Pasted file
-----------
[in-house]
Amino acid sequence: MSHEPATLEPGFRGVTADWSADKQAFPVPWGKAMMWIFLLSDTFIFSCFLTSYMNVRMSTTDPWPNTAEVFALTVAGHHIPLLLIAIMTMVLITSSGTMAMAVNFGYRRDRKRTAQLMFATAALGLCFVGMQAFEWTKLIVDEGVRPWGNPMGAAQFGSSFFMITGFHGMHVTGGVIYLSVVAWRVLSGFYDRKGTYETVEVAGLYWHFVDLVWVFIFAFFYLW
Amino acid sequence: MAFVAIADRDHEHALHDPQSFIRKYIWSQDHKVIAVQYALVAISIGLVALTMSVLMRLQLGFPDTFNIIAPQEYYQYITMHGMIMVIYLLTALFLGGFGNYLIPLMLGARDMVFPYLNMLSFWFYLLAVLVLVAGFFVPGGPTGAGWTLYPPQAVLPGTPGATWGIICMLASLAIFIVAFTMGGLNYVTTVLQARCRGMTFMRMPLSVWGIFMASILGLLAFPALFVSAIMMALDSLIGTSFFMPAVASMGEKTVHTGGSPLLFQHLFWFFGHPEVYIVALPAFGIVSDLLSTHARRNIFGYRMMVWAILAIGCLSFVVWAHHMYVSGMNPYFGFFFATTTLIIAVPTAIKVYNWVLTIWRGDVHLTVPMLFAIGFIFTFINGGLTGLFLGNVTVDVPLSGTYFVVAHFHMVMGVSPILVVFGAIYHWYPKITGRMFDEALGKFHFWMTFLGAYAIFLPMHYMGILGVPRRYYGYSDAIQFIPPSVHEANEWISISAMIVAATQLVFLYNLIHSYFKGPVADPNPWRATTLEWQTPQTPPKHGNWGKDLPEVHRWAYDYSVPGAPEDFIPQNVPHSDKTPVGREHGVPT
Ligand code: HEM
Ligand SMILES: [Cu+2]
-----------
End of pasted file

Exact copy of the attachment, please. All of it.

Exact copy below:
[in-house]
Amino acid sequence: MSHEPATLEPGFRGVTADWSADKQAFPVPWGKAMMWIFLLSDTFIFSCFLTSYMNVRMSTTDPWPNTAEVFALTVAGHHIPLLLIAIMTMVLITSSGTMAMAVNFGYRRDRKRTAQLMFATAALGLCFVGMQAFEWTKLIVDEGVRPWGNPMGAAQFGSSFFMITGFHGMHVTGGVIYLSVVAWRVLSGFYDRKGTYETVEVAGLYWHFVDLVWVFIFAFFYLW
Amino acid sequence: MAFVAIADRDHEHALHDPQSFIRKYIWSQDHKVIAVQYALVAISIGLVALTMSVLMRLQLGFPDTFNIIAPQEYYQYITMHGMIMVIYLLTALFLGGFGNYLIPLMLGARDMVFPYLNMLSFWFYLLAVLVLVAGFFVPGGPTGAGWTLYPPQAVLPGTPGATWGIICMLASLAIFIVAFTMGGLNYVTTVLQARCRGMTFMRMPLSVWGIFMASILGLLAFPALFVSAIMMALDSLIGTSFFMPAVASMGEKTVHTGGSPLLFQHLFWFFGHPEVYIVALPAFGIVSDLLSTHARRNIFGYRMMVWAILAIGCLSFVVWAHHMYVSGMNPYFGFFFATTTLIIAVPTAIKVYNWVLTIWRGDVHLTVPMLFAIGFIFTFINGGLTGLFLGNVTVDVPLSGTYFVVAHFHMVMGVSPILVVFGAIYHWYPKITGRMFDEALGKFHFWMTFLGAYAIFLPMHYMGILGVPRRYYGYSDAIQFIPPSVHEANEWISISAMIVAATQLVFLYNLIHSYFKGPVADPNPWRATTLEWQTPQTPPKHGNWGKDLPEVHRWAYDYSVPGAPEDFIPQNVPHSDKTPVGREHGVPT
Ligand code: HEM
Ligand SMILES: [Cu+2]